The 6th annual Ecojustice and Activism Conference took place on March 16-18 at Eastern Michigan University. Sponsored by the Social Foundations of Education Masters Program EcoJustice Concentration the conference this year examined how supremacist discourses (racism and sexism to name a few) are interrelated and the heart of ecological and social problems around the world. Conference topics ranged from combating racial discrimination on college campuses, prison abolotion as radical inclusion, and criminological perspectives on environmental destruction (to name a few.)
The conference engaged activists, educators, students, and scholars in deep and meaningful discussions, reinforcing there is much work to be done in our respective communities. One of the main takeaways was finding collaborative ways to address and eliminate current social and environmental injustices occurring at the local, national, and international level.
The first day of the conference began with two free Pre-Conference Events which included an afternoon seminar offered by Keynote Speaker, Robert Jensen, and a Traveling BusTour of Detroit.
Dr. Jenson, a professor in the School of Journalism at the University of Austin writes and teaches on critical approaches to media and power. He addresses many questions dealing with race through a critique of white privilege and institutionalized racism, popular media, both alternative and mainstream. and a plethora of intersecting issues. His free keynote address We Are All Apocalyptic Now: Facing Reality in a Delusional World took place on Thursday evening, March 16, 7:00 pm in 202 Porter.
The traveling bus tour to Detroit was also a great opportunity for conference participants to visit various sights in the Detroit area, including SEMIS Coalition schools and community partner sites.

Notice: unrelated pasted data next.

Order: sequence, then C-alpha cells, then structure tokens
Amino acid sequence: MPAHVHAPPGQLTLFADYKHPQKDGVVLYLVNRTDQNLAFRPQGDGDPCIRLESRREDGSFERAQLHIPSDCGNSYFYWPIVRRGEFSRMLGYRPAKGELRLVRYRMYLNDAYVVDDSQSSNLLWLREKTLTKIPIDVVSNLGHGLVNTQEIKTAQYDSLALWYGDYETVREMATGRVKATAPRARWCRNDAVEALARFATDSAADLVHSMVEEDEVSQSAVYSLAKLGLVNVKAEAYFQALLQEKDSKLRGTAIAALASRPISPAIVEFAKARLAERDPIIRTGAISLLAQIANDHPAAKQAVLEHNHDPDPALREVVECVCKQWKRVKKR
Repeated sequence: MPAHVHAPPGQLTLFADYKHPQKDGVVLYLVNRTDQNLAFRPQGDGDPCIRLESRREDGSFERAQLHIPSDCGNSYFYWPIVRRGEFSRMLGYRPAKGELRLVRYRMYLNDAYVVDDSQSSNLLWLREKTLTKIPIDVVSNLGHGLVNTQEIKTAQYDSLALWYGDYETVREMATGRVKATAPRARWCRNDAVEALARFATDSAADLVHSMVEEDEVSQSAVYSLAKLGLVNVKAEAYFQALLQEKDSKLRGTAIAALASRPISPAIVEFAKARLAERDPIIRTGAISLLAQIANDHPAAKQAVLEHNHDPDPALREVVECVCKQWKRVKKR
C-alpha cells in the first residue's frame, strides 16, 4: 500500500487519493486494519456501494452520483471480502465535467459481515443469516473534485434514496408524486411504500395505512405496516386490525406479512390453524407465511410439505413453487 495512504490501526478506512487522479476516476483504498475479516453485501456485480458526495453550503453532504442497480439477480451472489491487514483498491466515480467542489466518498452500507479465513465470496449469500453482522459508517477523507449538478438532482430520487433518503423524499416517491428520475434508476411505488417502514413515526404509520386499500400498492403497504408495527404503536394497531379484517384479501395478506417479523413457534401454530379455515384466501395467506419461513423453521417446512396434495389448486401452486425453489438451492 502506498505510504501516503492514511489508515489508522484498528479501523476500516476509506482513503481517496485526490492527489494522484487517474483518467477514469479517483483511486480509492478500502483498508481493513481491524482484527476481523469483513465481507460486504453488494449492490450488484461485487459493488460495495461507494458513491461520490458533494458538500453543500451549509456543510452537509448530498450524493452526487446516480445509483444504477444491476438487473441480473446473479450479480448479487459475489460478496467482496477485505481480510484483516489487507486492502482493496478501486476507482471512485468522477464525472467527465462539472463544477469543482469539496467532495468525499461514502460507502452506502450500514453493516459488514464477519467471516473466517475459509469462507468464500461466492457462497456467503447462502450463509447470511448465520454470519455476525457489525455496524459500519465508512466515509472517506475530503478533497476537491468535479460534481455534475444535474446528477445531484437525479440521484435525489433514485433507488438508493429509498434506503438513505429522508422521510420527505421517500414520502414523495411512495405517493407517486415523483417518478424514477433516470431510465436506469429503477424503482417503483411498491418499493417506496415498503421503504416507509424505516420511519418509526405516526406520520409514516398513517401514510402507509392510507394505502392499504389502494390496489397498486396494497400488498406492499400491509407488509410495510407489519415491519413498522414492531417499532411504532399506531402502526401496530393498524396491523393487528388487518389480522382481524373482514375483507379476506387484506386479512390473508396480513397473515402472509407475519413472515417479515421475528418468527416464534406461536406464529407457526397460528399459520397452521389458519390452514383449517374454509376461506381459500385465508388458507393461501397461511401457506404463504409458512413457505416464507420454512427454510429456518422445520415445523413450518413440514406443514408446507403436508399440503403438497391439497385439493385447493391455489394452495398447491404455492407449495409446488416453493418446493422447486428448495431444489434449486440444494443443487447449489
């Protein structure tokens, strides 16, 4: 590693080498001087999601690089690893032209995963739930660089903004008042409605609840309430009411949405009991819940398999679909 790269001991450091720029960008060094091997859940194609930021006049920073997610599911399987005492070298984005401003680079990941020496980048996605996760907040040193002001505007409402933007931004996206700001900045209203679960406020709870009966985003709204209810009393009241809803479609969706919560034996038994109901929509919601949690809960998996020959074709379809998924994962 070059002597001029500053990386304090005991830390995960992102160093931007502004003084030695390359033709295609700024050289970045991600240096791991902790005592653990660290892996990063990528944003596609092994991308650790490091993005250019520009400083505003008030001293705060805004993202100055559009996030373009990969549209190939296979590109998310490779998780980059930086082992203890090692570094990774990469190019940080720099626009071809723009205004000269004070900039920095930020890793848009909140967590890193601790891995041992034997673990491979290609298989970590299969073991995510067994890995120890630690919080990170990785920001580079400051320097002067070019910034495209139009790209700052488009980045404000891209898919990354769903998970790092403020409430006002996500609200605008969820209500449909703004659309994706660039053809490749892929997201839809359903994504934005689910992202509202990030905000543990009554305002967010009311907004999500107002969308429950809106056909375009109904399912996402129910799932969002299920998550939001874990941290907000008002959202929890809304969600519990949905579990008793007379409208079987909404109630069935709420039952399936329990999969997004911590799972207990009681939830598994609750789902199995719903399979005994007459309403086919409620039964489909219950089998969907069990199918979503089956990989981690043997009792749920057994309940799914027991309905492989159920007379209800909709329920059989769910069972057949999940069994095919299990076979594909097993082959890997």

So what exactly is ecojustice? A brief summary of this field is explained on their conference website stating:
“Ecojustice education is an approach that analyzes the deep cultural roots of intersecting social and ecological crises, focusing especially on the globalizing economic and political forces of Western consumer culture.
EcoJustice scholars and educators also study, support, and teach about the ways that various cultures around the world actively resist these colonizing forces by protecting and revitalizing their commons—that is, the social practices and traditions, languages, and relationships with the land necessary to the healthy regeneration of their communities.
By emphasizing the commons (and its enclosure or privatization), EcoJustice perspectives understand social justice to be inseparable from and even embedded in questions regarding ecological well-being.”
Overall, the feedback from the weekend proved to be a success and all attendees left feeling enlightened, challenged, and ready to return to their respective communities to engage with others on the various issues raised.